A Troy councilman is calling for an investigation of the City Council itself after an outside audit determined a “culture of complicity” allowed former City Manager Brian Kischnick to engage in abusive financial practices against the city.
Councilman Ethan Baker suggested the investigation of all council members at a meeting Monday, July 22.
A majority of the council supported the suggestion; the city administration is to look at organizations that could conduct the investigation.
“Obviously, we didn’t do a good enough job,” Baker said. “That’s on all of us.”
Baker said he has received feedback that indicates the community does not believe the council handled the Kischnick allegations properly.
Baker said the Kischnick situation is creating a “cloud” over the city that is keeping Troy from moving forward.
But the discussion almost immediately pitted Baker against Councilman Dave Henderson; both are candidates for mayor.
“The irony is not lost on me,” Henderson said after Baker suggested the investigation, adding he received a message from Baker shortly before the council meeting that said he would challenge Henderson for the mayor’s seat.
Henderson dismissed Baker’s suggestion of an investigation as “politics.”
“Bring it on,” he said, insisting that no investigating agency will find that he did anything wrong.
Councilman David Hamilton said he didn’t understand how Baker’s suggestion could be politically motivated if every council member will be investigated.
The remarks came after a forensic audit by Plante Moran pointed blame at the council for creating an atmosphere where employees who suspected or witnessed Kischnick’s questionable actions feared retribution if they came forward.
Kischnick is serving time in federal prison after pleading guilty last year to bribery involving a city paving contractor.
An FBI investigation determined Kischnick sought payoffs from the company in return for continued business from the city.
The nearly 30-page report by Plante Moran, whose auditors interviewed numerous city employees, says the employees were disturbed by Kischnick’s “aggressive” behavior and “unethical” practices, but they believed the council was aware of it, and feared for their jobs if they spoke up.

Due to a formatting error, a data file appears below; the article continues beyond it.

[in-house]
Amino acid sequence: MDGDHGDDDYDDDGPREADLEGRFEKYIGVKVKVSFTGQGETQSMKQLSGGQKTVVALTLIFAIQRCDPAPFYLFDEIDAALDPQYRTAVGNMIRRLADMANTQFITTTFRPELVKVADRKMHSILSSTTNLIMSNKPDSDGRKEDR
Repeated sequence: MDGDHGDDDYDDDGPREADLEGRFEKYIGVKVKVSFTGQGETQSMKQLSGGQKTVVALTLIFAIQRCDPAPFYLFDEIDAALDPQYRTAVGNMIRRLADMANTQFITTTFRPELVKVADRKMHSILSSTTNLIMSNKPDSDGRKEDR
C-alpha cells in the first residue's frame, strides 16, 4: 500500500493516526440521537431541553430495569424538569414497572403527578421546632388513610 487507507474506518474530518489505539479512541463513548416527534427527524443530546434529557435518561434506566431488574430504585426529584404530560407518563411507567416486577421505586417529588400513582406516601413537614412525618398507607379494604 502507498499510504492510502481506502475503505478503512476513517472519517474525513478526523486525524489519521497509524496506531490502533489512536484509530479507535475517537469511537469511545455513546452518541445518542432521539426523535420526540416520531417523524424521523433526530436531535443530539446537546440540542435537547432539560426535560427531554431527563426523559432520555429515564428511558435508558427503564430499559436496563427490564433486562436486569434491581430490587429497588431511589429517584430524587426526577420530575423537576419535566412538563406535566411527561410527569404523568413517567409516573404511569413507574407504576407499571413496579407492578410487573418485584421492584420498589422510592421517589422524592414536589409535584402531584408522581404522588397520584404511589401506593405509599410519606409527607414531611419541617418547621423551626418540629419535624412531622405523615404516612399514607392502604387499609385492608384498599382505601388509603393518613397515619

“During interviews, multiple city personnel stated they deemed, (in summary) council’s actions and/or lack of action against Brian Kischnick in response to the problematic findings provided Brian Kischnick a sense of security, in that, he could do whatever he wanted without getting into trouble,” the Plante Moran report said.
An outside law firm was hired to investigate in 2016 after questions were raised about Kischnick allegedly submitting requests for reimbursement for cell phone accessories that seemed unnecessary, requesting a city-issued car while also receiving a car allowance and more.
The law firm concluded that Kischnick’s practices were disturbing. The council received the report but took no action against Kischnick. Several council members said they wanted to give Kischnick a second chance.
The council voted unanimously to fire Kischnick in March 2018 on an unrelated matter; he was arrested for domestic assault on a woman with whom he had a relationship and who was a city employee.
He pleaded no contest to the charge.
The Plante Moran report details restaurant receipts that exceeded the maximum allowed per meal under city policy and other abuses.
The report says the city’s financial services director investigated the questionable receipts by asked Kischnick himself if the charges were reasonable, or told Kischnick that they weren’t acceptable, but approved them anyway.
Current City Manager Mark Miller told the council at a special meeting Wednesday, July 17, that the city is in the process of reviewing and revising several policies in light of the Plante Moran report, including one involving protection for whistleblowers.
This article is from the Oakland Press, published July 23, 2019, link to the original article here.